Texas Counties Say No to 'Prostitution Diversion' Mandate
Several Texas counties are opting out of a state law requiring the launch of controversial "prostitution diversion" programs. The 2013 law ordered counties with more than 200,000 people to start such programs and, in some counties, has spawned a robust cycle of police stings and social-services meddling aimed at "treating prostitutes like victims rather than criminals".
The state allowed for counties to apply for a waiver, however, and Dallas-neighboring Collin and Denton Counties did so soon after the law's passing. "It's just not an issue in Denton County," Judge Mary Horn told The Dallas Morning News. "We have not and we will not be doing anything on this."
"We have not and we will not be doing anything on this." Aren't those beautiful words to hear coming from a state official? But of course not everyone's taking kindly to this laissez-faire attitude toward the sex lives of others. Proponents of the diversion programs seem to think Collin and Denton county officials are being Pollyanna-ish about the problem:
Renee Breazeale, a senior case manager in the Dallas County district attorney's office who started the program in 2007 with Dallas police Sgt. Louis Fellini, said she also isn't surprised by counties opting out. "We're a metropolitan area, so we're a little more open-minded," Breazeale said. "If you're in a community that doesn't really kind of force those issues forward, it's really easy to say, 'No, that doesn't exist here.'"
In "open-minded" places like Dallas, monthly sting operations serve as the cornerstone of the program:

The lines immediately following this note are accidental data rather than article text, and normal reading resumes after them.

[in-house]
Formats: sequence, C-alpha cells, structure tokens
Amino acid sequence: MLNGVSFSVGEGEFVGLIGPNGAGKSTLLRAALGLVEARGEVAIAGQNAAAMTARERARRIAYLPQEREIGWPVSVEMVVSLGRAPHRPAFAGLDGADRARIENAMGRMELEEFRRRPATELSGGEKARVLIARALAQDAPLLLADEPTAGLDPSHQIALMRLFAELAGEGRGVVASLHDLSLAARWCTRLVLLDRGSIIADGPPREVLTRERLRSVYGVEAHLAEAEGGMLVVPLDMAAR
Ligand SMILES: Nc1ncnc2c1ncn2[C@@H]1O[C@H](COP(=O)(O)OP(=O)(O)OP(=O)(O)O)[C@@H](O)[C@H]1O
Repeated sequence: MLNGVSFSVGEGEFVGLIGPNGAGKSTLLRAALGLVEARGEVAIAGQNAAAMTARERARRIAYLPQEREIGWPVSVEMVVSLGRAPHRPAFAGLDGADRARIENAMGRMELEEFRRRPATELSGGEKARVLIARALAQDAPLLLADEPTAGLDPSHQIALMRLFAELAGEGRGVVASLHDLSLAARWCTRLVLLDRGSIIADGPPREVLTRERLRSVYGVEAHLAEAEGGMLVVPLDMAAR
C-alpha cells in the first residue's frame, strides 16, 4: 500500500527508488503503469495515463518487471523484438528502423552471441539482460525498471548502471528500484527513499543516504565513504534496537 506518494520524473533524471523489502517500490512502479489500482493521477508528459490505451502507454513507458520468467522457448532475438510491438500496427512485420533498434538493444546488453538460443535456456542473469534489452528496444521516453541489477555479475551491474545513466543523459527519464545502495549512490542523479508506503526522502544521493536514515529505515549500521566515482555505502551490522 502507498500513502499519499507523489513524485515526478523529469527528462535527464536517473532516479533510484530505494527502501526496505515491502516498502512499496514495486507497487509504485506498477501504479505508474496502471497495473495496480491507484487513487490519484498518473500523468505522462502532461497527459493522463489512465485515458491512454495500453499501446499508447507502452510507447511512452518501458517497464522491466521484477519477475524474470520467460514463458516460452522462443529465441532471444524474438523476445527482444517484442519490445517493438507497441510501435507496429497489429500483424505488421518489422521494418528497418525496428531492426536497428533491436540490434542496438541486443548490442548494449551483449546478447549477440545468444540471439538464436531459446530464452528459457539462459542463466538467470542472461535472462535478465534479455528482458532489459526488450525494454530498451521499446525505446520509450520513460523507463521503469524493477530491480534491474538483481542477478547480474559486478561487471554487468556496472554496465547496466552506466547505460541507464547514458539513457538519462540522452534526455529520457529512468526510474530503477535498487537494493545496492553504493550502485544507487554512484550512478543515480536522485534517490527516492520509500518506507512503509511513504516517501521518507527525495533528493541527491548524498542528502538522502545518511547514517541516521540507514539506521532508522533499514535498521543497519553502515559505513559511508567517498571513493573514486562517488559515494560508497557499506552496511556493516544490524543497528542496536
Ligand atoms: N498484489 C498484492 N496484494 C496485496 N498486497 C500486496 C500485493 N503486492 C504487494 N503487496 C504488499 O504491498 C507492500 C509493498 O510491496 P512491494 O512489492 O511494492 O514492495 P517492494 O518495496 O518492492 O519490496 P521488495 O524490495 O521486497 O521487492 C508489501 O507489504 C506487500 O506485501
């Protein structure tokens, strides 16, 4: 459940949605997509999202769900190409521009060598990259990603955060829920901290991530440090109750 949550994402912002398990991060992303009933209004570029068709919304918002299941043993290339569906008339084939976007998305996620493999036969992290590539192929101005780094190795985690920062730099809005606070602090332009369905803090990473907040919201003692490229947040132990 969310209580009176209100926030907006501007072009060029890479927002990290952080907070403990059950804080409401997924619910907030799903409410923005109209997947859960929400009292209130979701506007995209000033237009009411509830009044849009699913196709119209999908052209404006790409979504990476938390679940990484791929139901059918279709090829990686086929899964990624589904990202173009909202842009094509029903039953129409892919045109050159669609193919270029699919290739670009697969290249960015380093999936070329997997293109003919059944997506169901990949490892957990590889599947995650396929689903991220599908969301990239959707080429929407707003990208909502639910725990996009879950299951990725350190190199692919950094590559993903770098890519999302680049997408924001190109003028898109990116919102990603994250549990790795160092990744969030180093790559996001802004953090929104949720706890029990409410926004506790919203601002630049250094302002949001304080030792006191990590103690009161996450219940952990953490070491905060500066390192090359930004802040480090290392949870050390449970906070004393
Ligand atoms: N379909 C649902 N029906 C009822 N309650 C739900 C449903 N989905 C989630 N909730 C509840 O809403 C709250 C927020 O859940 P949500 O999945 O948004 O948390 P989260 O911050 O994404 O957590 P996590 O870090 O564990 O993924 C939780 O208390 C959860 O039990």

Police go out and round up women and bring them back to a staging area, where they receive information, counseling and a run through the legal process.
As with similar programs in Arizona and New York City, those who meet certain criteria can opt for a "rehab" program instead of jail time. In contrast, the oh-so-backward folk of Denton and Collin counties seem to think that setting up special task forces and elaborate operations to ferret out people who may be having sex for money is a bit silly:
Officials in Denton and Collin counties say that prostitutes, if they are in their jurisdictions, aren't at the street level. They are hidden from view in brothels or on posts on websites such as Craigslist and Backpage.com. Busting those prostitutes requires more proactive and lengthy investigations, police officials say.
(…) Plano police spokesman David Tilley said they only occasionally get complaints about a lone prostitute roaming the streets. And, he said, "getting one every so often doesn't really justify putting anyone to look at those things on a regular basis."
"I kind of have to agree with Collin County on this that it's not a problem that has reached a level where putting together a group would get a lot of attention or a lot of traction—at least in our city," Tilley said.
It's not much, but… in what's generally an endless stream of cities, counties, and states competing to overhype the problem of prostitution—and the need for ever-increasing state power and resources to combat it—any slight nod to reality is noteworthy and refreshing.